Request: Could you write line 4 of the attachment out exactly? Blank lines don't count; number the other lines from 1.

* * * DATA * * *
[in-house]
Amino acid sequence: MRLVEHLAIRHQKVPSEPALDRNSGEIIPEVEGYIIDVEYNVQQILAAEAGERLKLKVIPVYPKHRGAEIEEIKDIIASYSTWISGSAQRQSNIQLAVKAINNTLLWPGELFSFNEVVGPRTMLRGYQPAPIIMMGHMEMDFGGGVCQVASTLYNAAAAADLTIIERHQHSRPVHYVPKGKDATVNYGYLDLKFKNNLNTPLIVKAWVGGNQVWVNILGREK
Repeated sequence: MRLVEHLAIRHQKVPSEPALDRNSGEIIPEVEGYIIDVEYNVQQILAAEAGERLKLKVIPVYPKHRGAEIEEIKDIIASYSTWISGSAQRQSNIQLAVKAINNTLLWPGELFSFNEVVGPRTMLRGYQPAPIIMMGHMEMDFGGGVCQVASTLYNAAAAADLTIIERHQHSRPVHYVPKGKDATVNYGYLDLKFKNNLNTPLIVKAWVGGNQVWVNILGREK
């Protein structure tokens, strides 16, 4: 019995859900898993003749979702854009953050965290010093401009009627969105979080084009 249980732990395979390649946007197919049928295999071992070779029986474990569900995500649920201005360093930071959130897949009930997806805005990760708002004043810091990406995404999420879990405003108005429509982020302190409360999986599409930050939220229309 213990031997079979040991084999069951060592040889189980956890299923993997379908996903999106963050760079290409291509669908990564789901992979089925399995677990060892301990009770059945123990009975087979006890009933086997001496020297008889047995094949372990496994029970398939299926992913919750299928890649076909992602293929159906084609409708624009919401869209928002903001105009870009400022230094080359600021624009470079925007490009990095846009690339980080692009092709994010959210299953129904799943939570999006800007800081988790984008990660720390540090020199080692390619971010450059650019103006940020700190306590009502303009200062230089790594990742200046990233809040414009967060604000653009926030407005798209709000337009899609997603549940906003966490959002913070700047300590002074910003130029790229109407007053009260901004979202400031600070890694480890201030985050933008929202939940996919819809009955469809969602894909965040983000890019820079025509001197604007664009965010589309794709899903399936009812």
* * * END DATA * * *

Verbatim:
């Protein structure tokens, strides 16, 4: 019995859900898993003749979702854009953050965290010093401009009627969105979080084009 249980732990395979390649946007197919049928295999071992070779029986474990569900995500649920201005360093930071959130897949009930997806805005990760708002004043810091990406995404999420879990405003108005429509982020302190409360999986599409930050939220229309 213990031997079979040991084999069951060592040889189980956890299923993997379908996903999106963050760079290409291509669908990564789901992979089925399995677990060892301990009770059945123990009975087979006890009933086997001496020297008889047995094949372990496994029970398939299926992913919750299928890649076909992602293929159906084609409708624009919401869209928002903001105009870009400022230094080359600021624009470079925007490009990095846009690339980080692009092709994010959210299953129904799943939570999006800007800081988790984008990660720390540090020199080692390619971010450059650019103006940020700190306590009502303009200062230089790594990742200046990233809040414009967060604000653009926030407005798209709000337009899609997603549940906003966490959002913070700047300590002074910003130029790229109407007053009260901004979202400031600070890694480890201030985050933008929202939940996919819809009955469809969602894909965040983000890019820079025509001197604007664009965010589309794709899903399936009812």